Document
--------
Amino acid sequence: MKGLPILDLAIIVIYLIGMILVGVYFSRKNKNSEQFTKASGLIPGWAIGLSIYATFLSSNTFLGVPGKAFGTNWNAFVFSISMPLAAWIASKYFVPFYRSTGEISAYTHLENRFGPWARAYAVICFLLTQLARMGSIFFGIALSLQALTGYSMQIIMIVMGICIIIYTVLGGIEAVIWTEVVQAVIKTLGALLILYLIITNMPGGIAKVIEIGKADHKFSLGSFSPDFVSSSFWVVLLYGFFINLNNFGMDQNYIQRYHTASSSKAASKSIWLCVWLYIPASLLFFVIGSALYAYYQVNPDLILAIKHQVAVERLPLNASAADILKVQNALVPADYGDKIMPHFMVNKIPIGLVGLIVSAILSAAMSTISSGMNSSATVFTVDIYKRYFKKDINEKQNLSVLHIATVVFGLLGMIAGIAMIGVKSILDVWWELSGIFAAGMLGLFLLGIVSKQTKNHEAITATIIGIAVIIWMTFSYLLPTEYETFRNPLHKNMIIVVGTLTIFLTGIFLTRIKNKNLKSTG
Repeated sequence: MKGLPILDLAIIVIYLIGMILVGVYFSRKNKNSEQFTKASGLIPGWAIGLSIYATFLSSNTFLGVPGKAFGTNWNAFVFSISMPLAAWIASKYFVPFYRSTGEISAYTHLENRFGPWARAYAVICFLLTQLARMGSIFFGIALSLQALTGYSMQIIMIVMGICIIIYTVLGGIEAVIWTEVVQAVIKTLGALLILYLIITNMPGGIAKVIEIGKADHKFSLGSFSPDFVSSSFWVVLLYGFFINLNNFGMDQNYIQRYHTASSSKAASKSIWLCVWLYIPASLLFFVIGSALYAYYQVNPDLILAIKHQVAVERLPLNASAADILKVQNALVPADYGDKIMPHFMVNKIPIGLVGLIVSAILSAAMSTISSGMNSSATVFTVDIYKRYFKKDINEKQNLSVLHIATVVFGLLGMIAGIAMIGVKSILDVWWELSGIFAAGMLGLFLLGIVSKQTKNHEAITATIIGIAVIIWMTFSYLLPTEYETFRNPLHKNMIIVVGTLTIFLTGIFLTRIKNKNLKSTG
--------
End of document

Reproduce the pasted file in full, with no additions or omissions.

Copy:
Amino acid sequence: MKGLPILDLAIIVIYLIGMILVGVYFSRKNKNSEQFTKASGLIPGWAIGLSIYATFLSSNTFLGVPGKAFGTNWNAFVFSISMPLAAWIASKYFVPFYRSTGEISAYTHLENRFGPWARAYAVICFLLTQLARMGSIFFGIALSLQALTGYSMQIIMIVMGICIIIYTVLGGIEAVIWTEVVQAVIKTLGALLILYLIITNMPGGIAKVIEIGKADHKFSLGSFSPDFVSSSFWVVLLYGFFINLNNFGMDQNYIQRYHTASSSKAASKSIWLCVWLYIPASLLFFVIGSALYAYYQVNPDLILAIKHQVAVERLPLNASAADILKVQNALVPADYGDKIMPHFMVNKIPIGLVGLIVSAILSAAMSTISSGMNSSATVFTVDIYKRYFKKDINEKQNLSVLHIATVVFGLLGMIAGIAMIGVKSILDVWWELSGIFAAGMLGLFLLGIVSKQTKNHEAITATIIGIAVIIWMTFSYLLPTEYETFRNPLHKNMIIVVGTLTIFLTGIFLTRIKNKNLKSTG
Repeated sequence: MKGLPILDLAIIVIYLIGMILVGVYFSRKNKNSEQFTKASGLIPGWAIGLSIYATFLSSNTFLGVPGKAFGTNWNAFVFSISMPLAAWIASKYFVPFYRSTGEISAYTHLENRFGPWARAYAVICFLLTQLARMGSIFFGIALSLQALTGYSMQIIMIVMGICIIIYTVLGGIEAVIWTEVVQAVIKTLGALLILYLIITNMPGGIAKVIEIGKADHKFSLGSFSPDFVSSSFWVVLLYGFFINLNNFGMDQNYIQRYHTASSSKAASKSIWLCVWLYIPASLLFFVIGSALYAYYQVNPDLILAIKHQVAVERLPLNASAADILKVQNALVPADYGDKIMPHFMVNKIPIGLVGLIVSAILSAAMSTISSGMNSSATVFTVDIYKRYFKKDINEKQNLSVLHIATVVFGLLGMIAGIAMIGVKSILDVWWELSGIFAAGMLGLFLLGIVSKQTKNHEAITATIIGIAVIIWMTFSYLLPTEYETFRNPLHKNMIIVVGTLTIFLTGIFLTRIKNKNLKSTG